Monday, June 9, 2008

Rewards

Can you tell me what you mean by rewards in this case that the owners should have provided? What should they have done in this case? And why would the horses rebel? How can you make it so they are happy and don't rebel?

I had a different plan for today, but this question is so good, I'm going to cover it in today's post.
My training method is a fairly common one, I've developed it in bits and pieces from the clinicians I've seen, the trainers I've worked with, and the horses I ride.
I'm sure that many, if not most of you, will recognize things I say and do as methods that come from other trainers.
I never will claim to have invented any of this stuff, so if I sound like I have, understand I am continually learning and trying new and old things. It's all mixed up in a jumble of what works for me, and I have made it my own. But I sure as hell had to learn it somewhere.

When I start a horse the first thing I set up is a reward system.
To my mind, the horse doesn't really care if I pet it or praise it. Horses spend their life looking for the big four, none of which have anything to do with me. I like to pet horses, but that's for my benefit, not theirs.
To them, a reward is to leave them be.
When I step to them, that creates pressure.
When I step away, it relieves pressure. Stepping away is a reward.
The first time I saddle I step to them with the pad, then away with the pad when they tolerate it.
So the reward is to have the pressure of me and the pad taken away.
And so on.
The horse learns that if it does what I ask, I'll relieve their pressure.
After the first ride I step off and loosen the cinch, then I put them up. The reward is the release of the cinch, and quitting for the day.
In the beginning I release them by putting them up for every positive step they take.
They really start looking for that positive step.
As I get farther along I increase what I ask for.
I want more and more from them before I give them the big release.
In the middle they get small rewards for being good.
After each properly executed maneuver I let them stand for a few minutes on a loose rein.
All my horses will stand rock still with the reins hanging after the first 10 rides or so. They know if they are quiet I'll let them stand. If they move I don't pull them down, we just go back to work. With enthusiasm.
I rest them often.
I try to make a clear decision with each horse, for each ride. I will either ride them past their comfort zone, and deal with the fall out, or I'll quit before they get to the point of arguing with me.
If a horse starts to fade or misbehave because I've pushed them, I make them mind, and we work until I have their focus again. Then I quit.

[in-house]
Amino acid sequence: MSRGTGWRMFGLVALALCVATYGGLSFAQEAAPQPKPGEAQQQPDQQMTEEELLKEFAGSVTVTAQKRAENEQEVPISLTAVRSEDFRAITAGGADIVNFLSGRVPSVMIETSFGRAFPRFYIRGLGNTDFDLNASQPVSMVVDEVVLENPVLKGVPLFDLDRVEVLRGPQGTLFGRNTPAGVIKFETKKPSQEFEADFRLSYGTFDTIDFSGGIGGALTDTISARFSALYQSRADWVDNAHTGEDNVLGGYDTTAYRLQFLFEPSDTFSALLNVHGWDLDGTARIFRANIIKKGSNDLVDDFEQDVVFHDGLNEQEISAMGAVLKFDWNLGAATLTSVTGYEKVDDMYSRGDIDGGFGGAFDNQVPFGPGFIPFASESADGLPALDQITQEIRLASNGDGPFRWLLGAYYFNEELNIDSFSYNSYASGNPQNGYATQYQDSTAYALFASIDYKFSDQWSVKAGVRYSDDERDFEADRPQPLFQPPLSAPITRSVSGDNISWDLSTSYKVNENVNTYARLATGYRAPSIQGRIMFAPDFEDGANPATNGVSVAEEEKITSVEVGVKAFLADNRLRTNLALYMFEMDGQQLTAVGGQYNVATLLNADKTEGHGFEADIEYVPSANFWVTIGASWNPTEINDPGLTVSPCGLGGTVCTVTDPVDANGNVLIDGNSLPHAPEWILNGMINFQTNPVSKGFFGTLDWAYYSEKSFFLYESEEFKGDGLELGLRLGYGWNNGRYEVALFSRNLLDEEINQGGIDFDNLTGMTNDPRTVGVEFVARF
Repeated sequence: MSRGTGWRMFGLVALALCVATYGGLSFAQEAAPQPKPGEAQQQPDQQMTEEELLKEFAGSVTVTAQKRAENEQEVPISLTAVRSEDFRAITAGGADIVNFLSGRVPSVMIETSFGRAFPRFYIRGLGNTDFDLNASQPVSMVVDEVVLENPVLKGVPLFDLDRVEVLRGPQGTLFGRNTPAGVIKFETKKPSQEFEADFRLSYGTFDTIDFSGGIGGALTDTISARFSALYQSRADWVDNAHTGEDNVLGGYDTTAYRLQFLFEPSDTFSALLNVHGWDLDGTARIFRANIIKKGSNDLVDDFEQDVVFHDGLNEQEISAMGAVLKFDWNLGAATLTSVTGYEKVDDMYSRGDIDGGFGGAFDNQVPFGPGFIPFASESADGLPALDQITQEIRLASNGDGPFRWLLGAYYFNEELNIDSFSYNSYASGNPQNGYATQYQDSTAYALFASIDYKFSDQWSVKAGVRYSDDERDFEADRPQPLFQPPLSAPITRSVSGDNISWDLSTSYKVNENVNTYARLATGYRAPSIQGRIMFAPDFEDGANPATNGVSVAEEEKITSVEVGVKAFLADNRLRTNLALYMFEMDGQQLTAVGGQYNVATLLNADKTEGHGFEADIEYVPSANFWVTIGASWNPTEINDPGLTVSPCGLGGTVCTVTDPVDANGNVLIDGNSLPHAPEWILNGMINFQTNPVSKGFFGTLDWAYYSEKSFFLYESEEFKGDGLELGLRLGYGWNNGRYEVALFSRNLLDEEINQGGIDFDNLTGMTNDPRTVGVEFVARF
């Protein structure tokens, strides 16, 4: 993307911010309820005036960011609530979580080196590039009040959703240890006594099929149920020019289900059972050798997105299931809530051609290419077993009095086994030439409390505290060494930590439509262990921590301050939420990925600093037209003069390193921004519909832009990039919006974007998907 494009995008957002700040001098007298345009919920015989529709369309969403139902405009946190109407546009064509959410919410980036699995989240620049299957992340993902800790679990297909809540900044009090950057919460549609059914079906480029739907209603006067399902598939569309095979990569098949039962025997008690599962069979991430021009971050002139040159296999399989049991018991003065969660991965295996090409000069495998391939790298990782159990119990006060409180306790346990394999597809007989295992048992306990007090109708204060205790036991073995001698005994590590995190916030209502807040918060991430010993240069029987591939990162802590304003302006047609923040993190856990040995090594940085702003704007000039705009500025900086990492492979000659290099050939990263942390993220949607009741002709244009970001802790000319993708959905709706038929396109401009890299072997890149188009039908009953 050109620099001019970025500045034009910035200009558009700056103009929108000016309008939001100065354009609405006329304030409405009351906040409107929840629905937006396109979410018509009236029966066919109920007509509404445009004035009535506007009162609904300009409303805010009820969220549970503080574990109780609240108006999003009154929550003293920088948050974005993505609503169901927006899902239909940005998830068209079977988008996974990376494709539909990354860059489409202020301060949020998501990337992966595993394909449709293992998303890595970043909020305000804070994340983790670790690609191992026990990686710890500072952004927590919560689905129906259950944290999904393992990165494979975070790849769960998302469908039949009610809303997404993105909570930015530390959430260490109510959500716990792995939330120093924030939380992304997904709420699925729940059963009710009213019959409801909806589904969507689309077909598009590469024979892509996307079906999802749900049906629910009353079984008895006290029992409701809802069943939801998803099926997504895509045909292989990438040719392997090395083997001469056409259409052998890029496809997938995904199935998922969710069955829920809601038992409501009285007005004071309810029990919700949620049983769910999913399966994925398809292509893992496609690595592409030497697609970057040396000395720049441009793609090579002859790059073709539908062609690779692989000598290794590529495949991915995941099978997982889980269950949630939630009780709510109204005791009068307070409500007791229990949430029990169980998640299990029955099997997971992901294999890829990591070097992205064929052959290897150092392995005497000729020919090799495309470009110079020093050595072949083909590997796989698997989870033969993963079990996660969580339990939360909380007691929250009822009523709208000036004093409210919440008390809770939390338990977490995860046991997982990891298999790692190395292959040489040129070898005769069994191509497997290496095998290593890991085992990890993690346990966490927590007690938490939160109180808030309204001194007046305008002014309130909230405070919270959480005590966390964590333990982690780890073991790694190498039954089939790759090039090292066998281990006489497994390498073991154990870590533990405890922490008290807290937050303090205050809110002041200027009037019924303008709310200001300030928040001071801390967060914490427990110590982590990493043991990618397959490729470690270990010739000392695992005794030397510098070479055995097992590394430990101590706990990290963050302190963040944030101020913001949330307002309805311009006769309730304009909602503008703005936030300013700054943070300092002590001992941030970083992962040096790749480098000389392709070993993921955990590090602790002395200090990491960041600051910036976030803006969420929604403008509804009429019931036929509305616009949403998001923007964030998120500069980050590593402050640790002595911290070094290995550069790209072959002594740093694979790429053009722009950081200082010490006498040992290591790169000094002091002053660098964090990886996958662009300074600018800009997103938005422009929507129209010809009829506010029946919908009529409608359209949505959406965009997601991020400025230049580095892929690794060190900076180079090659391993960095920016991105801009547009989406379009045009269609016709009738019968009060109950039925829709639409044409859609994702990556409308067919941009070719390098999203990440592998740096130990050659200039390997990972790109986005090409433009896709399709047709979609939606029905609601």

This builds a try into them that's really satisfying.
If I have to ask for more, they'll always give it.
Not because they love me.
Not because I give them carrots.
Because they trust me.
They trust my consistency.
They trust my leadership.
They know for a fact that if they try, I will get off, and leave them be.
I'll let them continue their equine quest for the big four.
So based on the give and take I establish with these horses, here's how it must have gone for the mustang.
She went home. Reward.
She was loaded and hauled to a new area within days of getting home. No reward.
She stood quietly while being saddled. No reward.
She was mounted and headed out into the hills without any longing or round pen warm up. No reward.
She walked and trotted without trying to bolt once. No reward.
She was tired and getting worried but still chugging along by mile 5. No reward.
She was back sore and distracted by mile 10.
They stopped and rested for lunch. Reward.
They continued their loop.
The mustang held in there, but was beginning to jig and wring her tail. They pulled on her face to try to slow her. No reward.
Her anxiety was high by mile 15 but they figured if she still had that much gas they would trot the rest of the way in. They let go of her face. Reward.
She was unsaddled. Reward.
She was too back sore to ride for the next few days. Reward?
So she was never rewarded when she was focused and trying. The harder she tried the farther they rode.
She was rewarded with the lunch break when she was losing her focus.
When she really started falling apart they answered that by hanging on her reins. When she couldn't quit jigging, they released the pressure. They rewarded her for pulling on the bit, by letting her speed up towards home.
Her concept is this.
Being good gets me nowhere.
If I get spacey and worried I get a rest.
If I pull at the bit and jump around long enough they will let me head for home as fast as I want.
Trail riding makes me sore and worried.
Next time I'll start fussing a lot sooner.
All of this could have been circumvented if they had done a five mile loop like they should have.